Down manager James McCartan is nothing if not a realist.
His team may have reached the All-Ireland final in 2010 and are currently in the reckoning for a place in the Allianz Football League semi-finals but McCartan fervently believes in calling a spade a spade.
“Look, we haven’t won anything, that’s the bottom line. Down fans want to see silverware coming along and we are going to have to work very hard to deliver any,” insists McCartan.
He takes his side to Laois on Sunday knowing that victory would assure them of a place in the last four along with Kerry, who are already through, and perhaps Cork and Dublin although Mayo cannot be ruled out at this juncture.
“If we win on Sunday it will mean that we will get another competitive game before the Ulster championship and we will happily take that. But we are very focused on Laois right now, they are never easy to deal with on their own ground,” maintains McCartan.
His reign has spanned three years to date but league and championship success have continued to prove elusive.
Down last won the Ulster title in 1994, the year in which they also last reigned as All-Ireland champions. The county has to go back to 1983 for its last National League crown.
It’s this protracted trophy famine that continues to gnaw at the very fabric of Down football and persuades McCartan that ending it will be far from straightforward.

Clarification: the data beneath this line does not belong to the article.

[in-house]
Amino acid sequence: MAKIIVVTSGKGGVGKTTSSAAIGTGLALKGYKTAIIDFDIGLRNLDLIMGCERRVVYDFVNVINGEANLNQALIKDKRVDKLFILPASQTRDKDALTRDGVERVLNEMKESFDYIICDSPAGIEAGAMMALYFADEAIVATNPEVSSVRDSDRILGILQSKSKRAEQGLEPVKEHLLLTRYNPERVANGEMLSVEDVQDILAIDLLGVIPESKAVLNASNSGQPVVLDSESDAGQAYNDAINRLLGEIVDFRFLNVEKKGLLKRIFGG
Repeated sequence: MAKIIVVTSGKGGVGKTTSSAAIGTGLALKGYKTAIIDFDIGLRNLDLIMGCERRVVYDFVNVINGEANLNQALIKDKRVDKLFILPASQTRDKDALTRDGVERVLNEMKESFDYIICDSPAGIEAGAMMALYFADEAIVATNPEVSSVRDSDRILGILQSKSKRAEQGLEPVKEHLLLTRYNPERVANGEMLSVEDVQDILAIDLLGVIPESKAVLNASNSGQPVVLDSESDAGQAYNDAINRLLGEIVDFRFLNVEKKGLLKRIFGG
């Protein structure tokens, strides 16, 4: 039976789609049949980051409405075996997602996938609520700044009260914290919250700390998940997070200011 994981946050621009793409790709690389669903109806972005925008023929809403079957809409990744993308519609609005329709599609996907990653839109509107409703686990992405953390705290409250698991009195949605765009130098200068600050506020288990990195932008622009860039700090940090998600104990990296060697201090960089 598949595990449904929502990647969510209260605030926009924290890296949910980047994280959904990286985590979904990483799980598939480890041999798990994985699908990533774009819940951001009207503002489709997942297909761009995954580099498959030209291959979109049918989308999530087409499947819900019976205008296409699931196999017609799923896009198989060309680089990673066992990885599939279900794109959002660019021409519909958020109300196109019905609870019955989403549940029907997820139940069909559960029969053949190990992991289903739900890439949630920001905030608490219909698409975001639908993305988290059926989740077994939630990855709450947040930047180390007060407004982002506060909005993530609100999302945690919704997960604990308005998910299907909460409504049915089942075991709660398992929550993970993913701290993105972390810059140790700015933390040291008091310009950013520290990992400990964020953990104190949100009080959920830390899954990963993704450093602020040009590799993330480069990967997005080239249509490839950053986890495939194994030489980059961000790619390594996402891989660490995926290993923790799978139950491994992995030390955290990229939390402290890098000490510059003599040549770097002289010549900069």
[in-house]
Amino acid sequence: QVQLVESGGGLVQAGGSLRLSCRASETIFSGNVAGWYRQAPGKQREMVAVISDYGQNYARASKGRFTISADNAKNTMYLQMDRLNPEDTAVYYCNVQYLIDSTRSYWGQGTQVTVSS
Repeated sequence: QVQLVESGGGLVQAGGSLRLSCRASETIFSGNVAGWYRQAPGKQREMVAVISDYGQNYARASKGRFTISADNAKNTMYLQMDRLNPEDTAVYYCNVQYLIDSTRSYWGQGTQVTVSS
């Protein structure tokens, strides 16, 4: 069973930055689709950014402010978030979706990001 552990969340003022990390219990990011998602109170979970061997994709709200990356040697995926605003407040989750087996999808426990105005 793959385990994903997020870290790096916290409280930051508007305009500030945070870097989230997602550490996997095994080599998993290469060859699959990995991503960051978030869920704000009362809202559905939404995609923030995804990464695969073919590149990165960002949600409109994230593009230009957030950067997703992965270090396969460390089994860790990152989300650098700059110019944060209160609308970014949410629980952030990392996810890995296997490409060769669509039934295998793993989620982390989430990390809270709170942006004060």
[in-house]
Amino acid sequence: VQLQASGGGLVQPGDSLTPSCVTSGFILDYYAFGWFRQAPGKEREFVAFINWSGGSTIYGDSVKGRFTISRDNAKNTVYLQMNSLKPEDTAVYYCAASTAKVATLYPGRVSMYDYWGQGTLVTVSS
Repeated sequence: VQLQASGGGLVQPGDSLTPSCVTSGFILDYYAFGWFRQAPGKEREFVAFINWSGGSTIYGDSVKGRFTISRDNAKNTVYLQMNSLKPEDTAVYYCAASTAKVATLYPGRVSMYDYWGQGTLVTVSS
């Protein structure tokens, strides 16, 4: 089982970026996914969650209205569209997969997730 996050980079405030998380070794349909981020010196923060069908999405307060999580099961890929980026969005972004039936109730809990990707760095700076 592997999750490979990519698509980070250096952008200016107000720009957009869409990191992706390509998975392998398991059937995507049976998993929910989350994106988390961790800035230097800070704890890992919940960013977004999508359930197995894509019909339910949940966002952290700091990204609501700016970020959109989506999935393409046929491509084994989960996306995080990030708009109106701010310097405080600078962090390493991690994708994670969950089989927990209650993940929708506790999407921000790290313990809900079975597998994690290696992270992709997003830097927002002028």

But there are optimistic signs that Down, a county which boasts a proud GAA history, could yet become reacquainted with success.
Ambrose Rogers, Daniel Hughes, Dan Gordon, Mark Poland, Benny Coulter, Kevin McKernan, Aidan Carr and Brendan McVeigh form the backbone of the side that will face Laois and their combined experience can help to thrust the Mourne outfit back into the limelight.
Long-serving goalkeeper McVeigh believes that victory over Laois will further bolster confidence.
“We have maybe encountered a few blips along the way in the league to date but we had serious injury problems in the earlier stages of the competition. We are getting people back on board now and that’s encouraging,” says McVeigh.
“We will cross our bridges as we come to them and Laois is the only side on our minds at the moment.”
County chairman Seamus Walsh stresses that several players have lifted their individual games appreciably this year. “There are a number of players who were given their chance because others were out injured and now that some have come back there is a better balance to the side,” said Walsh. “We know we have some way to go but the team is making marked progress, there is no doubt about that.
“To get into the semi-final would be a big boost for this county and would give us at least one more decent game before the championship. That would surely prove of invaluable help to our management. I would hope that as many Down fans as possible will travel to Portlaoise on Sunday to get behind the side.
“My hope is that they will have plenty to cheer about there and that a semi-final place will become a reality.”